The Importance Of Refugees In New Zealand

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First steps in New Zealand

When refugees and asylum seekers arrive in New Zealand they spend the first six weeks adjusting to life in the Mangere Refugee Resettlement Centre. The centre, where currently 165 refugees are staying, consists of four different agencies: Immigration, Medical, Counselling, and Education. Maria Lawyer, who has spent 28 years researching and being involved in refugee education, is a manager at the Centre for Refugee Education. Ms Lawyer always felt strongly about education and social justice.

“The idea of people coming from difficult situations that had nothing to do with any fault on their part and then being able to do something to make up for that, appeals to me,” she said.

The initial welcoming to the centre
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It has to be a welcome that says we’re a country who really want you to make this place your new home.”

Ms Lawyer said the refugees are incredible eager to learn about New Zealand culture and how to make friends. Refugees take nothing for granted she said. Refugees wake up at the centre feeling safe - there are no bombs, there will be food, their children are getting medical care, they wakeup in shock, she said. As for the children, Ms Lawyer said, they just need to settle and remember how to be kids.

“They need to be able to play, laugh, learn new things make friends,” she said. “The bell goes at the end of lunch time and the kids are running to class, they’re so keen to learn and have a normal life again.”

PHOTO - KIDS

For Ms Lawyer working at the centre is a rewarding job. She said refugees are people who truly value kindness and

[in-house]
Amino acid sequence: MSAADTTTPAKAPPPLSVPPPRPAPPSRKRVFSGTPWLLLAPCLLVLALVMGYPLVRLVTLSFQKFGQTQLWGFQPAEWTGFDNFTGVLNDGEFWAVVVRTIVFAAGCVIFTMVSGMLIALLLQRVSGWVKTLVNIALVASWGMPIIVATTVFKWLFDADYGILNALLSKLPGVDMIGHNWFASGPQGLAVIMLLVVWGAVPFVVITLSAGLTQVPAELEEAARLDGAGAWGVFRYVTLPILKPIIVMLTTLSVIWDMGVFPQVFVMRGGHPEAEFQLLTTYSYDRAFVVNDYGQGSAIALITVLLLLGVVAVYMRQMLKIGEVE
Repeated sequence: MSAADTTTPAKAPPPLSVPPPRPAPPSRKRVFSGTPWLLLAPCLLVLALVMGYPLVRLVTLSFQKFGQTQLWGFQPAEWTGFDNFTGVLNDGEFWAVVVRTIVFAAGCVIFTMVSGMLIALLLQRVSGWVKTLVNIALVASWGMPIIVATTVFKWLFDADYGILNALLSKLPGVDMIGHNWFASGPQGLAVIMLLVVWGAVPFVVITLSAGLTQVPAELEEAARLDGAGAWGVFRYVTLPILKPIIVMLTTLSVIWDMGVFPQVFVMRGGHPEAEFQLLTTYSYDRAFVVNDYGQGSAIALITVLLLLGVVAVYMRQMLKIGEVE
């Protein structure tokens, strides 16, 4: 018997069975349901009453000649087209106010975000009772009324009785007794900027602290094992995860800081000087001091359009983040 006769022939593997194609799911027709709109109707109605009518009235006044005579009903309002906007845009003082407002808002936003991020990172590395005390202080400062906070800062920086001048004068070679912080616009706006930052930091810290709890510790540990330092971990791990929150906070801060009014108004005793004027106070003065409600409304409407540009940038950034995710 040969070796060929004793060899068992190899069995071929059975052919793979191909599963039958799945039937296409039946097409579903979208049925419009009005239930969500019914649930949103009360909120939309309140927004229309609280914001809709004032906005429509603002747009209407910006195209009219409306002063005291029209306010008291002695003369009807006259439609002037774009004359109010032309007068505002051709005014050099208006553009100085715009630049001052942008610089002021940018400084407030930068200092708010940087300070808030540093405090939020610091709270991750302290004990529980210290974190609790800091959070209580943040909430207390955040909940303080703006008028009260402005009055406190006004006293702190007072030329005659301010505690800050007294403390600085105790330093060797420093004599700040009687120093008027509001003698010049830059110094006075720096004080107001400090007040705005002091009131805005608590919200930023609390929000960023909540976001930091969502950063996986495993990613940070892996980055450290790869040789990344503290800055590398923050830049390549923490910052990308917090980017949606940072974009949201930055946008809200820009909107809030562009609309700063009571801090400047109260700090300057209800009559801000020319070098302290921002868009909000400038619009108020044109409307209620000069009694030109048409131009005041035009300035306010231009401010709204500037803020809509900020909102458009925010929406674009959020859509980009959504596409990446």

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“Further down the track they might get depressed but during that six weeks it’s a sort of a ‘wow are we really here?’.”

One of the initial stages at the centre is finding the individual needs of each refugee before they leave the centre and into society – whether they’re physical and mental healthy. Ms Lawyer said trauma is a major factor of the refugees’ lives.

“You’ve been somewhere where daily you don’t know if you and your family are going to get to the end of the day still alive,” she said. “And you’re very aware of where your brother, or sister, or your mother, or your children, or your husband, or wife still are.

“As soon as people start to feel safe about themselves, that’s the next concern – what about the rest of my family.”

Ms Lawyer said some people try to burry the trauma deep inside and can break down if someone reminds them of that trauma. Whereas others don’t get a full nights sleep without a nightmare, for the rest of their lives. Ms Lawyer said it’s impossible to teach people how to overcome trauma, New Zealand culture, and even budgeting in just six

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